What Crisis Is All About

When we’re beset by crisis, we also begin to recognize our own vulnerability. We see that in one realm or another we, ourselves, could use some assistance. And so, from the chalice of our own need, we start reaching out for help. That’s because once we’ve been taken apart by life, we are more humble, more open, more willing to both give and receive. We take bigger chances. We speak up. We reveal ourselves. We ask. We break down. We accept comfort. Words. A blanket. A meal. In time, we realize that something amazing has happened: that the more we reach out to others, the less lonely we feel ourselves. Somehow, even in the midst of our chaos, we are actually feeling loved. And the beautiful thing is that, the more love we need, suddenly the more we have to give.

Learning to love, loving more, that’s the bottom line of what a crisis is really all about. Through it, we are being asked to expand beyond the inordinate focus on ourselves — our obsession with what we need, want, and desire — to notice what we can share, how we can serve and be of help to one another. In short, we are being asked to enlarge the circle of our love. Of course, it’s not always easy to do this. It may be unfamiliar. But when we do engage, when we see and hear and respond to one another, life starts to seem less scary. The more you get and give help, the more it seems that you will actually make it through your own unbelievably painful passage. You sense that there really is a new future. Even in the heartbreaking present you realize that you’re not alone. Not only that, but instead of wearing out your biceps holding up a thousand-pound iron defense shield in front of your heart, you can let down your guard, let down your hair, give up your pride, have a good cry, and, in gratitude, receive the love that’s coming toward you.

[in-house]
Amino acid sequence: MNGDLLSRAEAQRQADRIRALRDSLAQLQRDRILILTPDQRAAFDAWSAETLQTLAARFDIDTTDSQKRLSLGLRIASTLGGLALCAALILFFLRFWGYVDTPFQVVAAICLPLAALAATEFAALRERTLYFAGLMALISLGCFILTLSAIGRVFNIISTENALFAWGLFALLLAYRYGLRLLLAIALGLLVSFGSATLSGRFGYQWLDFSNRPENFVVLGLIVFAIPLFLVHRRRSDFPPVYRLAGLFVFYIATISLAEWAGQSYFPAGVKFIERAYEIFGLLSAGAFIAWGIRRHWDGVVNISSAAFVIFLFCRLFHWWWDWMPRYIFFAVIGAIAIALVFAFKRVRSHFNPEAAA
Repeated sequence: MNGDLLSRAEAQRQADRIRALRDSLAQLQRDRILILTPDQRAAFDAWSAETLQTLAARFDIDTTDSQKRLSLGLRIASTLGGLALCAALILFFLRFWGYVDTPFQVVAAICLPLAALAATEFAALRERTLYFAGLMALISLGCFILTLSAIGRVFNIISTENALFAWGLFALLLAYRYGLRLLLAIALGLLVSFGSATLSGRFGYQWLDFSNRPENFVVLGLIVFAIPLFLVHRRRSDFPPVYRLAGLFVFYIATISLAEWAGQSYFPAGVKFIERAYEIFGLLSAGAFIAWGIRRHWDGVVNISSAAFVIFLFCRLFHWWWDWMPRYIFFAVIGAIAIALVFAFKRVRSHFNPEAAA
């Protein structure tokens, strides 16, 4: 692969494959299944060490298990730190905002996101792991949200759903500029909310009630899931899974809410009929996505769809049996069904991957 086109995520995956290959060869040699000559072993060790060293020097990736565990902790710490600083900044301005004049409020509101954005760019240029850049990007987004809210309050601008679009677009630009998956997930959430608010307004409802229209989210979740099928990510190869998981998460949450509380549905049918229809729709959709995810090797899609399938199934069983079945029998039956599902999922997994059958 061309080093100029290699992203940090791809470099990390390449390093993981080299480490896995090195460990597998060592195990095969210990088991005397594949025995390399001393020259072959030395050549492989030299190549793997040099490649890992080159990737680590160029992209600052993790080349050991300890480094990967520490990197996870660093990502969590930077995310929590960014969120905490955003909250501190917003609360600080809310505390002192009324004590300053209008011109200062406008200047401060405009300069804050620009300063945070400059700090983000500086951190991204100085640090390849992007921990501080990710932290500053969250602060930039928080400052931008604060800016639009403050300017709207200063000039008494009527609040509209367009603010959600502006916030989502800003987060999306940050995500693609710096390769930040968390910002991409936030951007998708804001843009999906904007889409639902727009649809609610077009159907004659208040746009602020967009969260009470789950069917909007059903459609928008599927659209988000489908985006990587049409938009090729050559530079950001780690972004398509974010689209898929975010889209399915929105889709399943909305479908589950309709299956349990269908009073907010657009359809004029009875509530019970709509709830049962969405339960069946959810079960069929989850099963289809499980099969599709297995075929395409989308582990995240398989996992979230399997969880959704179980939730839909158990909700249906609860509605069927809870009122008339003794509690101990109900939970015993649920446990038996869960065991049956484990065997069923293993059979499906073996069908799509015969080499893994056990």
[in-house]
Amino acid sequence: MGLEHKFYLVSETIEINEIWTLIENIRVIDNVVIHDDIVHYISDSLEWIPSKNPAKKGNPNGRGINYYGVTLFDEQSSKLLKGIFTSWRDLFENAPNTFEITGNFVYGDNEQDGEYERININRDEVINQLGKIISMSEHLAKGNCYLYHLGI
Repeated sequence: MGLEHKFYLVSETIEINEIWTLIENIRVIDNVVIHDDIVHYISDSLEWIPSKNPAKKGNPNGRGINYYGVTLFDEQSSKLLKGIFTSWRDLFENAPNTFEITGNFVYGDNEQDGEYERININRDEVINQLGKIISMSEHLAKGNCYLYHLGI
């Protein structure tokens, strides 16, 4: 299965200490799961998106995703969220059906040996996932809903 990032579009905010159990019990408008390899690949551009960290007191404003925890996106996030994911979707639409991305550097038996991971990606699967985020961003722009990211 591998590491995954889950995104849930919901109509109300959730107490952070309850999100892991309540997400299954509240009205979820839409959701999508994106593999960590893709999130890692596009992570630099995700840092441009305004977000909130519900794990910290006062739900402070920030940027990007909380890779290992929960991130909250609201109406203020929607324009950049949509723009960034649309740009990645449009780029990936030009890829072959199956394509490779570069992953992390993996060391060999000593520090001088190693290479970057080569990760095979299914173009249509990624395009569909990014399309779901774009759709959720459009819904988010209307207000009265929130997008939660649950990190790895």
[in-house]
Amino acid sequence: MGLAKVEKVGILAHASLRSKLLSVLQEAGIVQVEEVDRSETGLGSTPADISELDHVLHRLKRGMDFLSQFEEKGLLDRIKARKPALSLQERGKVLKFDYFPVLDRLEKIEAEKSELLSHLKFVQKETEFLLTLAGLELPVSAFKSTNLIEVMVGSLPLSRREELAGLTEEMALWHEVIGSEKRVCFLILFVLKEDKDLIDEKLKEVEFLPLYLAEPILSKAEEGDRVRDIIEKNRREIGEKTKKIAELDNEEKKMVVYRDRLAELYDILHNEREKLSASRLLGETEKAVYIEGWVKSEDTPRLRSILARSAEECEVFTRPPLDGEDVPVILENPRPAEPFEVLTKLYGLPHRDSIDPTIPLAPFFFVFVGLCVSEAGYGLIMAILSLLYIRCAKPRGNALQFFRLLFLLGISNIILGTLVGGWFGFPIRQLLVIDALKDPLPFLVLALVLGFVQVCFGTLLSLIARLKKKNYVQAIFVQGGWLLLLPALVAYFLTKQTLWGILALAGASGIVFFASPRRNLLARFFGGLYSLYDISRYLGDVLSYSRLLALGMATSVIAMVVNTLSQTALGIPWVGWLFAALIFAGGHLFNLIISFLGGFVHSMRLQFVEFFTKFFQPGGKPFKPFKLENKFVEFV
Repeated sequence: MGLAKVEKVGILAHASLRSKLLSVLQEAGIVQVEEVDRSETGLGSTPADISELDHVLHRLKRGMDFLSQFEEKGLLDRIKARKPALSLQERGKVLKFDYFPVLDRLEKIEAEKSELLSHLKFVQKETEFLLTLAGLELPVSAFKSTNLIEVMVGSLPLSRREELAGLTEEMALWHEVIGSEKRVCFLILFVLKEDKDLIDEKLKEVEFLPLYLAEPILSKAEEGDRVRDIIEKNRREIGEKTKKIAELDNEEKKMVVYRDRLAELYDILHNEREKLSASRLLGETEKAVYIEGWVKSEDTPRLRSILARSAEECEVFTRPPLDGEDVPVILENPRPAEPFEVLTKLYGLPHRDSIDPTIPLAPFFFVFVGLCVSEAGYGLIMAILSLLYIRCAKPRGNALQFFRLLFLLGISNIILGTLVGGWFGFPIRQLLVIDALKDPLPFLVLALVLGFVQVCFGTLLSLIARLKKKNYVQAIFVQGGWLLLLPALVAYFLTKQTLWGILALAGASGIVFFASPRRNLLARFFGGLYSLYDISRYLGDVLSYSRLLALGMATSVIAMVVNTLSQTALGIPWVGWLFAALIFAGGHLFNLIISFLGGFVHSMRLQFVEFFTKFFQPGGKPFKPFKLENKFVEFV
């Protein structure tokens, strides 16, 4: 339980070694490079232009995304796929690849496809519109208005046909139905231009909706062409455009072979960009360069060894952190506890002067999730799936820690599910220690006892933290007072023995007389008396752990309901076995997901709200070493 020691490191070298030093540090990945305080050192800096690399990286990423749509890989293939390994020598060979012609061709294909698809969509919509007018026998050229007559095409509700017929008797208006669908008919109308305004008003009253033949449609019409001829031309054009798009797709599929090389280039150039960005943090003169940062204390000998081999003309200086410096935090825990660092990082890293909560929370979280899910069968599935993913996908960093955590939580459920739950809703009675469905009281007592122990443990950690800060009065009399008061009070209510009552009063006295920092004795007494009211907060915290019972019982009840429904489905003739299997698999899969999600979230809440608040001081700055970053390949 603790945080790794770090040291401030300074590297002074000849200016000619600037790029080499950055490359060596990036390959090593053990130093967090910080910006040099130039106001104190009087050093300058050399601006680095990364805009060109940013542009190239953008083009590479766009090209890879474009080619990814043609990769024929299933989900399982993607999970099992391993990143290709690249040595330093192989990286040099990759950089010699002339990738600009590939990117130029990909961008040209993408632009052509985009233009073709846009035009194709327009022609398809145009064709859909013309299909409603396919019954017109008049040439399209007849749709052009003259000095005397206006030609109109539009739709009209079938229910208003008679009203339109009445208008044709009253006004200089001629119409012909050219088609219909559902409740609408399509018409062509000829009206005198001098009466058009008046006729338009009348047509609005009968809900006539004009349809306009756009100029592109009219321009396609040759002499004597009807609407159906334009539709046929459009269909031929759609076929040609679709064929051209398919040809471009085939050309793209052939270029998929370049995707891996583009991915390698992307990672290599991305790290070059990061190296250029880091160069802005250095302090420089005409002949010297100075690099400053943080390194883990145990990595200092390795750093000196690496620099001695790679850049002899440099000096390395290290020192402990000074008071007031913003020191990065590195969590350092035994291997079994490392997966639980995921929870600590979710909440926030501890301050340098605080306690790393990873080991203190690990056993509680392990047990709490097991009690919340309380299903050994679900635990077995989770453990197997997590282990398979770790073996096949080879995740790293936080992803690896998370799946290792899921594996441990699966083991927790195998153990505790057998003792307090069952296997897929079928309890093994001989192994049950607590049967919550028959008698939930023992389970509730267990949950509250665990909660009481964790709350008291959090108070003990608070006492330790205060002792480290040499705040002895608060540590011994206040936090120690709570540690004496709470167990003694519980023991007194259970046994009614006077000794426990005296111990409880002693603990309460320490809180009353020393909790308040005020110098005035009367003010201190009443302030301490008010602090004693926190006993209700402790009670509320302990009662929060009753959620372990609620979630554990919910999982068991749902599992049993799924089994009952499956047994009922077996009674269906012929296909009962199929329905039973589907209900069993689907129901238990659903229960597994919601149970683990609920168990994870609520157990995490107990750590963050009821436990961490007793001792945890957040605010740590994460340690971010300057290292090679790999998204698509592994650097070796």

— Daphne Rose Kingma, The Ten Things to Do When Your Life Falls Apart, p. 169-171

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